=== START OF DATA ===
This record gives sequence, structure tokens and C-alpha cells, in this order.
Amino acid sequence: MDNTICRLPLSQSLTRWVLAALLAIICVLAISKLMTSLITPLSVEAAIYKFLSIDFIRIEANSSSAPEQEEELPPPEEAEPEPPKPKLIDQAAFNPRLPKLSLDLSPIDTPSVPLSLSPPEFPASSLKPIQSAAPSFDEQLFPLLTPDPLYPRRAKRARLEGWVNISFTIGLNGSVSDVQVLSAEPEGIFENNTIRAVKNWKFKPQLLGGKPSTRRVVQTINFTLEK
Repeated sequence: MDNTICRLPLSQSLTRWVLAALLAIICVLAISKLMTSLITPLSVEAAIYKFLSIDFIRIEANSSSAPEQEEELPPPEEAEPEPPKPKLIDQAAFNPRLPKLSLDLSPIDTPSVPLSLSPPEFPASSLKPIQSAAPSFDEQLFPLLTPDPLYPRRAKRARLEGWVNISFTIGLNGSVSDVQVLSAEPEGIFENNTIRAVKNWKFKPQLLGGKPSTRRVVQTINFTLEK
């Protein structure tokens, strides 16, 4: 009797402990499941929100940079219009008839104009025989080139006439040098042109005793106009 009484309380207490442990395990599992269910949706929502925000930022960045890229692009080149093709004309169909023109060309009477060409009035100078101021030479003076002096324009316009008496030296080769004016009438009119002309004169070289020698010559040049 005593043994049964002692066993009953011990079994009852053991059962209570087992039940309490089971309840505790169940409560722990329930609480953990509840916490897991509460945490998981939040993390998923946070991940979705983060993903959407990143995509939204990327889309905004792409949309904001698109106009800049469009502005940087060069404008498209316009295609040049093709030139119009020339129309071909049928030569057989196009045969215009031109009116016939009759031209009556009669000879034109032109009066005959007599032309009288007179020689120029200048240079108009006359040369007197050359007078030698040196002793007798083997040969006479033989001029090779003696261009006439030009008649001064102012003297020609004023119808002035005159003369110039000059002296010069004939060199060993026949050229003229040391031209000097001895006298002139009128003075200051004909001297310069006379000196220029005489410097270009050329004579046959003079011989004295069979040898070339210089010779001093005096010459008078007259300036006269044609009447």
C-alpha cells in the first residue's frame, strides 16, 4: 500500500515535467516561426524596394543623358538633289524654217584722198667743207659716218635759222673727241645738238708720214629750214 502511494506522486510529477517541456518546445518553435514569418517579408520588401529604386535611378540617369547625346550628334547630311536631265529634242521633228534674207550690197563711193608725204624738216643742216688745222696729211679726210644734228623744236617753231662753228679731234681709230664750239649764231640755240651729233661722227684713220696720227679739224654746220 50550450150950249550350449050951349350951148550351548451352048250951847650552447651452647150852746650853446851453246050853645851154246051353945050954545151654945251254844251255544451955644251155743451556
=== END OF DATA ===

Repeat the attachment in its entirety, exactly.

This record gives sequence, structure tokens and C-alpha cells, in this order.
Amino acid sequence: MDNTICRLPLSQSLTRWVLAALLAIICVLAISKLMTSLITPLSVEAAIYKFLSIDFIRIEANSSSAPEQEEELPPPEEAEPEPPKPKLIDQAAFNPRLPKLSLDLSPIDTPSVPLSLSPPEFPASSLKPIQSAAPSFDEQLFPLLTPDPLYPRRAKRARLEGWVNISFTIGLNGSVSDVQVLSAEPEGIFENNTIRAVKNWKFKPQLLGGKPSTRRVVQTINFTLEK
Repeated sequence: MDNTICRLPLSQSLTRWVLAALLAIICVLAISKLMTSLITPLSVEAAIYKFLSIDFIRIEANSSSAPEQEEELPPPEEAEPEPPKPKLIDQAAFNPRLPKLSLDLSPIDTPSVPLSLSPPEFPASSLKPIQSAAPSFDEQLFPLLTPDPLYPRRAKRARLEGWVNISFTIGLNGSVSDVQVLSAEPEGIFENNTIRAVKNWKFKPQLLGGKPSTRRVVQTINFTLEK
């Protein structure tokens, strides 16, 4: 009797402990499941929100940079219009008839104009025989080139006439040098042109005793106009 009484309380207490442990395990599992269910949706929502925000930022960045890229692009080149093709004309169909023109060309009477060409009035100078101021030479003076002096324009316009008496030296080769004016009438009119002309004169070289020698010559040049 005593043994049964002692066993009953011990079994009852053991059962209570087992039940309490089971309840505790169940409560722990329930609480953990509840916490897991509460945490998981939040993390998923946070991940979705983060993903959407990143995509939204990327889309905004792409949309904001698109106009800049469009502005940087060069404008498209316009295609040049093709030139119009020339129309071909049928030569057989196009045969215009031109009116016939009759031209009556009669000879034109032109009066005959007599032309009288007179020689120029200048240079108009006359040369007197050359007078030698040196002793007798083997040969006479033989001029090779003696261009006439030009008649001064102012003297020609004023119808002035005159003369110039000059002296010069004939060199060993026949050229003229040391031209000097001895006298002139009128003075200051004909001297310069006379000196220029005489410097270009050329004579046959003079011989004295069979040898070339210089010779001093005096010459008078007259300036006269044609009447």
C-alpha cells in the first residue's frame, strides 16, 4: 500500500515535467516561426524596394543623358538633289524654217584722198667743207659716218635759222673727241645738238708720214629750214 502511494506522486510529477517541456518546445518553435514569418517579408520588401529604386535611378540617369547625346550628334547630311536631265529634242521633228534674207550690197563711193608725204624738216643742216688745222696729211679726210644734228623744236617753231662753228679731234681709230664750239649764231640755240651729233661722227684713220696720227679739224654746220 50550450150950249550350449050951349350951148550351548451352048250951847650552447651452647150852746650853446851453246050853645851154246051353945050954545151654945251254844251255544451955644251155743451556